This volume of lectures and essays from William Wallace serve as a much-needed introduction to an underappreciated Scottish philosopher and theologian. Much appreciated in his day as a brilliant tutor and professor of philosophy and well known as a lecturer, Wallace’s insights into German Idealism, theology and ethics hold some remarkable insight. As with the lectures of John Caird, the edition begins with a helpful biographical note from Edward Caird, which details a little of his upbringing and interests in German philosophy, including a translation of Hegel’s Logic, and biographies of Kant and Schopenhauer. The opening lecture dismisses the natural theology of Paley as ‘a mode of thought more appropriate to the seventeenth and eighteenth centuries,’ (p. 6) and instead suggests that natural theology be thought of as not merely God as great designer, but as philosophical in the tradition of Augustine and the Stoics. From there the lectures turn to the Greek historical context for the emergence of what would, in more modern parlance, be called the philosophy of religion. From there Wallace turns to the natural theology of Christianity, and, in typically Hegelian language, argues that ‘the great deed that seems to emerge as the life of Christ is the bringing into one of God and man: the discovery that the supernatural is in the natural.’ (p. 49.)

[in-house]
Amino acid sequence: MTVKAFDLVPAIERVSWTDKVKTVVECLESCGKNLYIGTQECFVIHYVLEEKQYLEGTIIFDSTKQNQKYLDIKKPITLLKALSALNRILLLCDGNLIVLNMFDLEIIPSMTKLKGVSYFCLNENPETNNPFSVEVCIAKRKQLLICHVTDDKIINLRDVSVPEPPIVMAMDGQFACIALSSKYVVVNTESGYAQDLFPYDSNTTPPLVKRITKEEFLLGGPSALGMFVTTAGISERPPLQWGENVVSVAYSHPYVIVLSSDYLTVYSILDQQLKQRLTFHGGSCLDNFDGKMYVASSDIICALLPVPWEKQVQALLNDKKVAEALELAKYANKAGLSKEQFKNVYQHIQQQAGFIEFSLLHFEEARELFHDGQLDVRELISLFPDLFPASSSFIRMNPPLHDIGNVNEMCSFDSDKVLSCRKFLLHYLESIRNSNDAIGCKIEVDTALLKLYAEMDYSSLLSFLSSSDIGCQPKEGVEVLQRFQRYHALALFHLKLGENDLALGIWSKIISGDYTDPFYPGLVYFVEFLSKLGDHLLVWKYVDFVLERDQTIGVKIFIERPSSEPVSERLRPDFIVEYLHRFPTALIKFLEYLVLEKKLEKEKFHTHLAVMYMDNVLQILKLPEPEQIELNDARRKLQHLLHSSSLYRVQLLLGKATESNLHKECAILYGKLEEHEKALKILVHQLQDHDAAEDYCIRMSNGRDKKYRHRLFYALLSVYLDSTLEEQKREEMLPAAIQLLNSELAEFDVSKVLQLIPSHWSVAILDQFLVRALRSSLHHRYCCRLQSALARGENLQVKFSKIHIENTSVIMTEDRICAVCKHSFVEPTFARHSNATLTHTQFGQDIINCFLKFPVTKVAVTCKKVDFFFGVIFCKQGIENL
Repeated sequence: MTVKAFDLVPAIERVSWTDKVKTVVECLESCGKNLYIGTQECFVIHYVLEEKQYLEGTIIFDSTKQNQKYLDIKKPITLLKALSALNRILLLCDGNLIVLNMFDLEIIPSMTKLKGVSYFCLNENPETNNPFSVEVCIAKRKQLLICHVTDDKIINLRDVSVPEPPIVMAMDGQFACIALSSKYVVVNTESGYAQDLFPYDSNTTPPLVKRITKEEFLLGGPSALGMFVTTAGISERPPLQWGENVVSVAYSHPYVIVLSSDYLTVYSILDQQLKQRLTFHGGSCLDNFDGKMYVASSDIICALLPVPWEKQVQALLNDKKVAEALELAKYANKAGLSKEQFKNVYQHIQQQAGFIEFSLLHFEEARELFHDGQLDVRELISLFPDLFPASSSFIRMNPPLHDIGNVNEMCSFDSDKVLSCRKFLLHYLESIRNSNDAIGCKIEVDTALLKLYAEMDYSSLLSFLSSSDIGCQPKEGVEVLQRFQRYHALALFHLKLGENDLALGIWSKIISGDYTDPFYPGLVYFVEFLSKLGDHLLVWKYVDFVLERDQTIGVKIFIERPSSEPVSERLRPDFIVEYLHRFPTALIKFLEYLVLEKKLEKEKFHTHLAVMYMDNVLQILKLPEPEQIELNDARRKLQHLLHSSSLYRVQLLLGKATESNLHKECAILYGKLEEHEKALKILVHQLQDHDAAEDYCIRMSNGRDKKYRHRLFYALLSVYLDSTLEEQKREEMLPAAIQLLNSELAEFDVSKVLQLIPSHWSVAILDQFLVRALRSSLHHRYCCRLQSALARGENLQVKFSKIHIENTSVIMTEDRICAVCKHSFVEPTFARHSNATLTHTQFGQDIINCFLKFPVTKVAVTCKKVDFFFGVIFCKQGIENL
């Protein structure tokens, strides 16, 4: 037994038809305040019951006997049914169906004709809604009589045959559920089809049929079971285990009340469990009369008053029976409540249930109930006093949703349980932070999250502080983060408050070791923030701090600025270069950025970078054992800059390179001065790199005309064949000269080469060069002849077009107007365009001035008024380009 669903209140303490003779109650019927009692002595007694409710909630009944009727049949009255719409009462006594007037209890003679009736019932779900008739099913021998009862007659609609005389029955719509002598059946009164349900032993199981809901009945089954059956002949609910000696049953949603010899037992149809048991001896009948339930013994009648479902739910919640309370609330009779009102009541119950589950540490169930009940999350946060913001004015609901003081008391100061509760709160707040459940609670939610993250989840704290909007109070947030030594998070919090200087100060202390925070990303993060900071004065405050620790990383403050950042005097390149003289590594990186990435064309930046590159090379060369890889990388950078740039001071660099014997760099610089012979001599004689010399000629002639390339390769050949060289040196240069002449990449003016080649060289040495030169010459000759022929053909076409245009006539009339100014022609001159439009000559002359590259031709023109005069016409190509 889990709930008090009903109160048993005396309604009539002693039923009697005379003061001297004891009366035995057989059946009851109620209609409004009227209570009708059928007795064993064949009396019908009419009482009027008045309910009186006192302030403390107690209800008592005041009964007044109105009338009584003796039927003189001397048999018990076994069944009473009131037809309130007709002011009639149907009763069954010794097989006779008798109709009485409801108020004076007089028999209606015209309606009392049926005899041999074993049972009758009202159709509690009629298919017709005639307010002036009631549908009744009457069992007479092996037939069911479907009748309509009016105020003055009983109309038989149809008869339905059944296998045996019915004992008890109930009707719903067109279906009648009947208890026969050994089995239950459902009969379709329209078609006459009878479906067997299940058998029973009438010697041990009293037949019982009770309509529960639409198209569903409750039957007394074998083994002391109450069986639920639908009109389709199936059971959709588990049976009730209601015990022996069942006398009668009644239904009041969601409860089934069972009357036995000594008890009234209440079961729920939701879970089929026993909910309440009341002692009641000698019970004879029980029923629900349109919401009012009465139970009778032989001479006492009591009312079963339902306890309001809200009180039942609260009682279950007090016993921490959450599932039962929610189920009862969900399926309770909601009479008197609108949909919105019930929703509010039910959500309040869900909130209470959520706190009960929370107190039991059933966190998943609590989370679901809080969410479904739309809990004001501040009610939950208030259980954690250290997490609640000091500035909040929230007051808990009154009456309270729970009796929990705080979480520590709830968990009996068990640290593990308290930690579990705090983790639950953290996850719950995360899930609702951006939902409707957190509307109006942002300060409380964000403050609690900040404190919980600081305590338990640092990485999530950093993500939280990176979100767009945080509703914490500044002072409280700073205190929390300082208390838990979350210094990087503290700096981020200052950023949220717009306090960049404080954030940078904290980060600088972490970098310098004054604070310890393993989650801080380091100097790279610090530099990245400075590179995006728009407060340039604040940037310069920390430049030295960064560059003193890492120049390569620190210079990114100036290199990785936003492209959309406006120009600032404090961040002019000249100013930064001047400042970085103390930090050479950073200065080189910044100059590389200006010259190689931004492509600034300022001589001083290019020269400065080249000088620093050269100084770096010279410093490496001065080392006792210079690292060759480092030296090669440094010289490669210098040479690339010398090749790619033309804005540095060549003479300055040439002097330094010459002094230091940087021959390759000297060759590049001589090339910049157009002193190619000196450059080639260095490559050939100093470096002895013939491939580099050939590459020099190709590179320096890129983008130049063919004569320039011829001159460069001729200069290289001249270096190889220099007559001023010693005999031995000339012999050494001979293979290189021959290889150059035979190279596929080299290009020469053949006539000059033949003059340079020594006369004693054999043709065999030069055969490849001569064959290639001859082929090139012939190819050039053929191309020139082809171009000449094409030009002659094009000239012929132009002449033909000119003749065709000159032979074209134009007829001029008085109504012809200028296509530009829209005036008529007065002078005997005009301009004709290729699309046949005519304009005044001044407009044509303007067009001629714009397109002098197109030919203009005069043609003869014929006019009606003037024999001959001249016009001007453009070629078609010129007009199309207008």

From there on Wallace argues for the unification of ethical thinking and religious ideas, and links both the political and ethical (in Aristotelian terms) to argue for a moral basis to civilisation, uniting individual action with the wider political action of a state or group. Civilization is a ‘state of mind and character…a being-in-oneness,’ (p. 148-9) where intellectual and moral life grows from the civic life shared by a group. The final half of the book is divided into two groups, essays on moral philosophy, and critical essays, mostly concerned with German or Idealist philosophy. Here Wallace shows his acumen and insight as a challenging and thoughtful reader and expositor of both Nietzsche and Hegel as well as providing Idealist positions on issues such as Hedonism, Utilitarianism and the relationship of Hegel and Fichte to Socialism. Whilst engaging with these philosophical positions or expounding on the coherence of philosophical theology, Wallace retains a clear commitment to German Idealism, and the necessity of constructing a systematic philosophical framework. With this in mind, this collected volume serves as an extremely compelling introduction to Idealist theology, but provides an excellent means by which Nietzsche and Hegel can be understood and applied more generally.